How GPS works

How GPS works

HOW GPS WORKS
The GPS consists of three main segments: space, control, and user. Satellites, which are launched into specific orbits and monitored by ground station, transmit information in form of radio signals. Ground stations update the information from satellites and send update signals back to satellites. Users with GPS receivers can decode satellite signals to find helpful information such as a location in a desert.
Space Segment
The space segment includes 24 satellites that are launched into six specific orbits to ensure coverage of the whole globe. The six orbits are 20,200 km above the earth. They are 60 degrees apart with 55 degrees inclination with respect to the equatorial plane.
The satellites are equipped with atomic clocks that provide accurate time to within three billionths of a second. The satellites transmit signals on two L-band frequencies (L1 = 1575.42 MHz and L2 = 1227.6 MHz) to equipment on the ground. The satellite signals consist of a Pseudo Random Code (PRC), ephemeris, and almanac data. The Pseudo Random Code is a complicated sequence of pulse signals. This code ensures not only that the same frequency can be used for all satellites, but also that GPS receivers can receive the GPS signals without the need of big satellite dishes. Moreover, Pseudo Random Code also identifies which satellite is sending. When a receiver receives a Pseudo Random Code, the number of the satellite shows up on a screen. The ephemeris data reflects status of satellites, current date and time. The position of a satellite is encoded in almanac data. A receiver decodes almanac data of a satellite and finds out where that satellite is at any time.
Control Segment
As shown in Figure 6, the GPS control segment includes monitor stations, ground antenna stations, and a master control station. Monitor stations are located at five different places around the world. They are Hawaii and Kwajalein in the Pacific Ocean, Diego Garcia in the Indian Ocean, Ascension Island in the Atlantic Ocean, and Colorado Springs in Colorado. The monitor stations receive signals from all satellites and collect data. The master control station, which is located at Schriever Air Force Base in Colorado, processes the information from monitor stations to decode satellite message signals. Then, the master control station updates each satellite's message. The satellites receive updated information through the ground antenna stations and send it to receivers.
User Segment
The user segment consists of numerous kinds of GPS receivers. The GPS receivers can be hand carried or installed on airplane, ships, submarines, and vehicles. The satellite transmits its update data to GPS receivers via radio signals. The GPS receiver converts these signals into position, velocity, and time information. The receiver's microprocessor decode signals from four satellites to determine three positions (X, Y and Z) and time.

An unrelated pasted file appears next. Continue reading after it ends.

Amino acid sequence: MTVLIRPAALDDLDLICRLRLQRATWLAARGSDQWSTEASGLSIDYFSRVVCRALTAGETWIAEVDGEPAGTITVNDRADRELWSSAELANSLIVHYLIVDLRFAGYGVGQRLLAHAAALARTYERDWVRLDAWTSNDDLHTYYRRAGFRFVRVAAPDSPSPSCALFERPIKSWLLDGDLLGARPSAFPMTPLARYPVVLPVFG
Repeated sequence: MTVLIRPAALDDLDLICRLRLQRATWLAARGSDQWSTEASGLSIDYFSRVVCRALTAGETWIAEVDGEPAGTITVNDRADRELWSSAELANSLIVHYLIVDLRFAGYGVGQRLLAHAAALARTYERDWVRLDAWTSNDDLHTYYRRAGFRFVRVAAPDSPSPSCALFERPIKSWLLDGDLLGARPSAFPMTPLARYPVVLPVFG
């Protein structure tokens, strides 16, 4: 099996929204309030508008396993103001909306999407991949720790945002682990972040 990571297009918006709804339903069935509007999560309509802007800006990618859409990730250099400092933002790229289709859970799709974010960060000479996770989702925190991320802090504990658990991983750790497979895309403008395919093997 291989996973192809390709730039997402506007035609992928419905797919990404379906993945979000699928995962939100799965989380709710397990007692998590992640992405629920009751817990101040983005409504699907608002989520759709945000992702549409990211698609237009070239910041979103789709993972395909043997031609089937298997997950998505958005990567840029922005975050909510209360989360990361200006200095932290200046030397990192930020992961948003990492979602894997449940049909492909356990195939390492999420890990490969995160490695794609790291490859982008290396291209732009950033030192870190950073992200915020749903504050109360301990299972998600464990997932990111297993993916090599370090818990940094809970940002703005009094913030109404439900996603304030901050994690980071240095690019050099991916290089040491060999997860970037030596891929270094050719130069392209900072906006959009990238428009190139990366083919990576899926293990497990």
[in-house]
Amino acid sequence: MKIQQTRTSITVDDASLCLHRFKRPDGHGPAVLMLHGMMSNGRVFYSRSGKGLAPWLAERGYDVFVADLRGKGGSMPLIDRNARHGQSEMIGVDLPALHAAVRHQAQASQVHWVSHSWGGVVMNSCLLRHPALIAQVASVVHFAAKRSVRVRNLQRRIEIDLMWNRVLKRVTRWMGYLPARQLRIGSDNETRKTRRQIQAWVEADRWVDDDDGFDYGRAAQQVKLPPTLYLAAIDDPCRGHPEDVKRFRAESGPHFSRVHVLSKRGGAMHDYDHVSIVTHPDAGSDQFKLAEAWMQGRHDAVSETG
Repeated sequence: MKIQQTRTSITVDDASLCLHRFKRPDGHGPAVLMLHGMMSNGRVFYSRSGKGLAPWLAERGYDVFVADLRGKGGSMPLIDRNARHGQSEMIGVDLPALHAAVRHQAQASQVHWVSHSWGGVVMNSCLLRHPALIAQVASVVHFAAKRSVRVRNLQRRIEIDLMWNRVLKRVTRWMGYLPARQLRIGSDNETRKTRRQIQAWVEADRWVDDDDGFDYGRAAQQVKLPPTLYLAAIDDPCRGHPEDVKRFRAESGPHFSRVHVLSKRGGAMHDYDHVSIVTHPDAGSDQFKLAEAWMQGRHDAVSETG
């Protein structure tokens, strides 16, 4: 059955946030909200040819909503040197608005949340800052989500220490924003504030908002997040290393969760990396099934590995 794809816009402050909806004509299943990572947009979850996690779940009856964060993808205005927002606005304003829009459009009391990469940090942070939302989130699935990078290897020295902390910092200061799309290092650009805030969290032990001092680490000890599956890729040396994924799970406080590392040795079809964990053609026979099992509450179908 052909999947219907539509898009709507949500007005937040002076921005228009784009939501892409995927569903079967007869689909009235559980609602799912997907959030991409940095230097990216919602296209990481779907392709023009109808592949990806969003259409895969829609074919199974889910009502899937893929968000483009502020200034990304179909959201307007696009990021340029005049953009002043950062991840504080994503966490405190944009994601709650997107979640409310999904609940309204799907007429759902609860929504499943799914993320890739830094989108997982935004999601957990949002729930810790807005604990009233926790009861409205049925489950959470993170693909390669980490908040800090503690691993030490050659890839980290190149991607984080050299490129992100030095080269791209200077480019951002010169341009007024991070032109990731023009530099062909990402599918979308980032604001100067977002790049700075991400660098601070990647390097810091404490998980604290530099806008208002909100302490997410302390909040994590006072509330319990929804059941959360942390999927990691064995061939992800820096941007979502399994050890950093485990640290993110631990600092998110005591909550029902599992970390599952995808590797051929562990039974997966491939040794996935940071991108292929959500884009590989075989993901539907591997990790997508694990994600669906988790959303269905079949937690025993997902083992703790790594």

Determination of Position
Based on precise measurement of distance between satellites and receivers, the GPS can locate a position with an accuracy to 20 meter. Locating a position on the Earth is illustrated in the triangulation method. A position on earth can be located on an imaginary sphere centered at a satellite. The radius of the sphere is distance from that position to the satellite. If distances from two satellites to a position on the Earth are determined, that position is located somewhere on the plane that is an intersect of the two spheres. With a third measurement, the position can be narrowed to two points where three spheres intersect. However, one of these two points is usually impossible and is rejected by mathematical methods in the receiver.
In fact, three satellites are needed to locate a 2D position. That means the information from three satellites can only reveal a precise latitude/longitude position. In case of an airplane position, a receiver needs information from at least four satellites to determine its latitude, longitude, and altitude (X, Y and Z locations).
Since the satellites transmit signals at the speed of light, the distance from a satellite to receiver is calculated by multiplying the speed of light by the travel time from satellite to receiver. For a difference of a thousandth of a second, an error will be 340 km. That means high precision atomic clocks need to be set up on satellites. With an imperfect clock in a receiver, a crosscheck of a fourth measurement is included. When the fourth measurement is not matched with the other three measurements of satellites, the receiver computer uses a correction factor to calculate the position.
In addition, other factors need to be considered in getting a precise position. For example, the atmosphere can cause a change in the speed of light and creates an error. Another inaccuracy source is Selective Availability (SA), which is an intentional error caused by the U.S. Department of Defense. The purpose of SA is to prevent hostile forces or terrorist groups from taking advantage of GPS for producing precise lethal weapons.